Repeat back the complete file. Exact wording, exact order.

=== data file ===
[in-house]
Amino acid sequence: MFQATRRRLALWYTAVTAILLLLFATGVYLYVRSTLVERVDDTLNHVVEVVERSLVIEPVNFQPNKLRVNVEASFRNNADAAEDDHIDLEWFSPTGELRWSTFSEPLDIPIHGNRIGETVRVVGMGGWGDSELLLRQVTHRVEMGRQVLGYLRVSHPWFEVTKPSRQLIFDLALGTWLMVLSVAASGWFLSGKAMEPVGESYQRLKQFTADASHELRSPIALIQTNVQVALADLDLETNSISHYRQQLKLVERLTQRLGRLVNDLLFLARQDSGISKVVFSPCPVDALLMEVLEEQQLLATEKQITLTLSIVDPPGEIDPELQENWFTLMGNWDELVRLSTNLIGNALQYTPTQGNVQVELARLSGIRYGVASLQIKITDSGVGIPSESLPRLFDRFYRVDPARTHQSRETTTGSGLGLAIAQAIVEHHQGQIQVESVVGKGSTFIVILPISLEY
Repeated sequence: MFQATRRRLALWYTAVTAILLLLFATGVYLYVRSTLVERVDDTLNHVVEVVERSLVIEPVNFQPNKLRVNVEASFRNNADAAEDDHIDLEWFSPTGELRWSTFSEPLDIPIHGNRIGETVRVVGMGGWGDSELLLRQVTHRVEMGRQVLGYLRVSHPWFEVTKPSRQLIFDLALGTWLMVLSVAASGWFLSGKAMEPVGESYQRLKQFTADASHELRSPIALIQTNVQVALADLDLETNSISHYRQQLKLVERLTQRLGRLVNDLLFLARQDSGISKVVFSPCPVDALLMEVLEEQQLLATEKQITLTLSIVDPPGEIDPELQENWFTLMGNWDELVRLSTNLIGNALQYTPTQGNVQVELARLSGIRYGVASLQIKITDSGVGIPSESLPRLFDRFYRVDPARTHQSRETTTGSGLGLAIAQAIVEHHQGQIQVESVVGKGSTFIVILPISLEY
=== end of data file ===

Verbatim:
[in-house]
Amino acid sequence: MFQATRRRLALWYTAVTAILLLLFATGVYLYVRSTLVERVDDTLNHVVEVVERSLVIEPVNFQPNKLRVNVEASFRNNADAAEDDHIDLEWFSPTGELRWSTFSEPLDIPIHGNRIGETVRVVGMGGWGDSELLLRQVTHRVEMGRQVLGYLRVSHPWFEVTKPSRQLIFDLALGTWLMVLSVAASGWFLSGKAMEPVGESYQRLKQFTADASHELRSPIALIQTNVQVALADLDLETNSISHYRQQLKLVERLTQRLGRLVNDLLFLARQDSGISKVVFSPCPVDALLMEVLEEQQLLATEKQITLTLSIVDPPGEIDPELQENWFTLMGNWDELVRLSTNLIGNALQYTPTQGNVQVELARLSGIRYGVASLQIKITDSGVGIPSESLPRLFDRFYRVDPARTHQSRETTTGSGLGLAIAQAIVEHHQGQIQVESVVGKGSTFIVILPISLEY
Repeated sequence: MFQATRRRLALWYTAVTAILLLLFATGVYLYVRSTLVERVDDTLNHVVEVVERSLVIEPVNFQPNKLRVNVEASFRNNADAAEDDHIDLEWFSPTGELRWSTFSEPLDIPIHGNRIGETVRVVGMGGWGDSELLLRQVTHRVEMGRQVLGYLRVSHPWFEVTKPSRQLIFDLALGTWLMVLSVAASGWFLSGKAMEPVGESYQRLKQFTADASHELRSPIALIQTNVQVALADLDLETNSISHYRQQLKLVERLTQRLGRLVNDLLFLARQDSGISKVVFSPCPVDALLMEVLEEQQLLATEKQITLTLSIVDPPGEIDPELQENWFTLMGNWDELVRLSTNLIGNALQYTPTQGNVQVELARLSGIRYGVASLQIKITDSGVGIPSESLPRLFDRFYRVDPARTHQSRETTTGSGLGLAIAQAIVEHHQGQIQVESVVGKGSTFIVILPISLEY